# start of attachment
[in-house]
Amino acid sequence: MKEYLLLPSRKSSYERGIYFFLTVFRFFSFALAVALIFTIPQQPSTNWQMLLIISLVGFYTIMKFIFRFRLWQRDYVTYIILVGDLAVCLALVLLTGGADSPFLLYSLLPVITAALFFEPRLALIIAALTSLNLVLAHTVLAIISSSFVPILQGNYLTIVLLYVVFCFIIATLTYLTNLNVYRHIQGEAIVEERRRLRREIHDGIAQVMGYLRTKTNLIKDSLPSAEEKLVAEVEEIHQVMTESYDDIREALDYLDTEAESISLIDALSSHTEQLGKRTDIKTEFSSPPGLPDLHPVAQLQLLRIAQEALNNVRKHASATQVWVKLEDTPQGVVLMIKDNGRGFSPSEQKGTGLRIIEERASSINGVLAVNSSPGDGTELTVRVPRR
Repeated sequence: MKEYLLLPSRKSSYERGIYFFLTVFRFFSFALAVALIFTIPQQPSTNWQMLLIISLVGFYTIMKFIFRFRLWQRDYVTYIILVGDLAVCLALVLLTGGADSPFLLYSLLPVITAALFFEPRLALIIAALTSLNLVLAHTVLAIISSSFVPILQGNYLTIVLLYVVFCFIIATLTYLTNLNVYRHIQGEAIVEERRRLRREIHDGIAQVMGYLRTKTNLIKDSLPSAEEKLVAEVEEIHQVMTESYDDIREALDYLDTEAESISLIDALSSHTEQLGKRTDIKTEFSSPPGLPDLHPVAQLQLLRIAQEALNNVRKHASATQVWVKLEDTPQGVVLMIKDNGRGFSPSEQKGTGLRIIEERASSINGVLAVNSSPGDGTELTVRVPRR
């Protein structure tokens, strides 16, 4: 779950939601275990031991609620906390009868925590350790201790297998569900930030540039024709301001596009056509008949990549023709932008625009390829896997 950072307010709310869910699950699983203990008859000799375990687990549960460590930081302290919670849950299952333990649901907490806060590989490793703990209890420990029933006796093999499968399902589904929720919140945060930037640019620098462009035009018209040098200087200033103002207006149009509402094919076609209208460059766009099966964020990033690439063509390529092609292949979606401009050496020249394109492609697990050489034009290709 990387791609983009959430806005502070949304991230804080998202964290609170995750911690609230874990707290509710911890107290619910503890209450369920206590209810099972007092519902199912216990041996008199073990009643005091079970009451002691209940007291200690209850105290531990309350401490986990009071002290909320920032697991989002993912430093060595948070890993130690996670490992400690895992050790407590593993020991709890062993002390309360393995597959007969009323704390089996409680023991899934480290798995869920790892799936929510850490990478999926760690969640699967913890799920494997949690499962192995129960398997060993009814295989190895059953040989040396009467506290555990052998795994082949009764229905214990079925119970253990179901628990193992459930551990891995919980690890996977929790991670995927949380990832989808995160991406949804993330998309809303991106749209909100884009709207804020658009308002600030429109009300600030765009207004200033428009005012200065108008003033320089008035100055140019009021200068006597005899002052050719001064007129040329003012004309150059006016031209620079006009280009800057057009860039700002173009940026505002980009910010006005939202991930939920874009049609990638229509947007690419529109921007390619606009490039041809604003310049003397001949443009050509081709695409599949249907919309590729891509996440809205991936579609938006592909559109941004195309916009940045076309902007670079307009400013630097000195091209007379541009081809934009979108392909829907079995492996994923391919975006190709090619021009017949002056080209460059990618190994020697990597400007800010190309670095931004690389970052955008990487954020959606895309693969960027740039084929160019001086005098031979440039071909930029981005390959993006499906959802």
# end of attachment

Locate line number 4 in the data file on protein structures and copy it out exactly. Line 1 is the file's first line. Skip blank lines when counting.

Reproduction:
């Protein structure tokens, strides 16, 4: 779950939601275990031991609620906390009868925590350790201790297998569900930030540039024709301001596009056509008949990549023709932008625009390829896997 950072307010709310869910699950699983203990008859000799375990687990549960460590930081302290919670849950299952333990649901907490806060590989490793703990209890420990029933006796093999499968399902589904929720919140945060930037640019620098462009035009018209040098200087200033103002207006149009509402094919076609209208460059766009099966964020990033690439063509390529092609292949979606401009050496020249394109492609697990050489034009290709 990387791609983009959430806005502070949304991230804080998202964290609170995750911690609230874990707290509710911890107290619910503890209450369920206590209810099972007092519902199912216990041996008199073990009643005091079970009451002691209940007291200690209850105290531990309350401490986990009071002290909320920032697991989002993912430093060595948070890993130690996670490992400690895992050790407590593993020991709890062993002390309360393995597959007969009323704390089996409680023991899934480290798995869920790892799936929510850490990478999926760690969640699967913890799920494997949690499962192995129960398997060993009814295989190895059953040989040396009467506290555990052998795994082949009764229905214990079925119970253990179901628990193992459930551990891995919980690890996977929790991670995927949380990832989808995160991406949804993330998309809303991106749209909100884009709207804020658009308002600030429109009300600030765009207004200033428009005012200065108008003033320089008035100055140019009021200068006597005899002052050719001064007129040329003012004309150059006016031209620079006009280009800057057009860039700002173009940026505002980009910010006005939202991930939920874009049609990638229509947007690419529109921007390619606009490039041809604003310049003397001949443009050509081709695409599949249907919309590729891509996440809205991936579609938006592909559109941004195309916009940045076309902007670079307009400013630097000195091209007379541009081809934009979108392909829907079995492996994923391919975006190709090619021009017949002056080209460059990618190994020697990597400007800010190309670095931004690389970052955008990487954020959606895309693969960027740039084929160019001086005098031979440039071909930029981005390959993006499906959802």